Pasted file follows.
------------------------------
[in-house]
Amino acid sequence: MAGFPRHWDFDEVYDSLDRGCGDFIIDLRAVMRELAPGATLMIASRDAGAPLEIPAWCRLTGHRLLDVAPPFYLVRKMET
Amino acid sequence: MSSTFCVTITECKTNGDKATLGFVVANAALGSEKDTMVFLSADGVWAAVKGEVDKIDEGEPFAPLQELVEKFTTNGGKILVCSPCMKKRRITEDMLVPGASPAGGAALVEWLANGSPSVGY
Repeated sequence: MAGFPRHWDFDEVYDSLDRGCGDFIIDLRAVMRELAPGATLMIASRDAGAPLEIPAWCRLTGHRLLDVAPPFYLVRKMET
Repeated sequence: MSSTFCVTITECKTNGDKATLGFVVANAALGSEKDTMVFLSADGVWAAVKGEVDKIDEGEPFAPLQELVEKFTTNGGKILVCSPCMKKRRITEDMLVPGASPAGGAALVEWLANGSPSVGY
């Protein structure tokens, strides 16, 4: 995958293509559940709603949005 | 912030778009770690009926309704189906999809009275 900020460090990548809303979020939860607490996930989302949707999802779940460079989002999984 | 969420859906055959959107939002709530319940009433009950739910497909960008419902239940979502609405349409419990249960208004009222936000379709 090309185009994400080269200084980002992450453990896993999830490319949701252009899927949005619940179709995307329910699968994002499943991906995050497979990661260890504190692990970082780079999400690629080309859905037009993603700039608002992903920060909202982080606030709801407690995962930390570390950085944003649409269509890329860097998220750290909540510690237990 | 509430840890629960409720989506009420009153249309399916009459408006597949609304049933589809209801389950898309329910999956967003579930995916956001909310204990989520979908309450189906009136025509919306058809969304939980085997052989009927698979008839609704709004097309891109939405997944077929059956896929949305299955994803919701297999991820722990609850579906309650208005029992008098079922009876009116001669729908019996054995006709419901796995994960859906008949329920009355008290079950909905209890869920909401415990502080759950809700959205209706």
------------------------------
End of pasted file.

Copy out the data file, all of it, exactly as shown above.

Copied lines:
[in-house]
Amino acid sequence: MAGFPRHWDFDEVYDSLDRGCGDFIIDLRAVMRELAPGATLMIASRDAGAPLEIPAWCRLTGHRLLDVAPPFYLVRKMET
Amino acid sequence: MSSTFCVTITECKTNGDKATLGFVVANAALGSEKDTMVFLSADGVWAAVKGEVDKIDEGEPFAPLQELVEKFTTNGGKILVCSPCMKKRRITEDMLVPGASPAGGAALVEWLANGSPSVGY
Repeated sequence: MAGFPRHWDFDEVYDSLDRGCGDFIIDLRAVMRELAPGATLMIASRDAGAPLEIPAWCRLTGHRLLDVAPPFYLVRKMET
Repeated sequence: MSSTFCVTITECKTNGDKATLGFVVANAALGSEKDTMVFLSADGVWAAVKGEVDKIDEGEPFAPLQELVEKFTTNGGKILVCSPCMKKRRITEDMLVPGASPAGGAALVEWLANGSPSVGY
């Protein structure tokens, strides 16, 4: 995958293509559940709603949005 | 912030778009770690009926309704189906999809009275 900020460090990548809303979020939860607490996930989302949707999802779940460079989002999984 | 969420859906055959959107939002709530319940009433009950739910497909960008419902239940979502609405349409419990249960208004009222936000379709 090309185009994400080269200084980002992450453990896993999830490319949701252009899927949005619940179709995307329910699968994002499943991906995050497979990661260890504190692990970082780079999400690629080309859905037009993603700039608002992903920060909202982080606030709801407690995962930390570390950085944003649409269509890329860097998220750290909540510690237990 | 509430840890629960409720989506009420009153249309399916009459408006597949609304049933589809209801389950898309329910999956967003579930995916956001909310204990989520979908309450189906009136025509919306058809969304939980085997052989009927698979008839609704709004097309891109939405997944077929059956896929949305299955994803919701297999991820722990609850579906309650208005029992008098079922009876009116001669729908019996054995006709419901796995994960859906008949329920009355008290079950909905209890869920909401415990502080759950809700959205209706």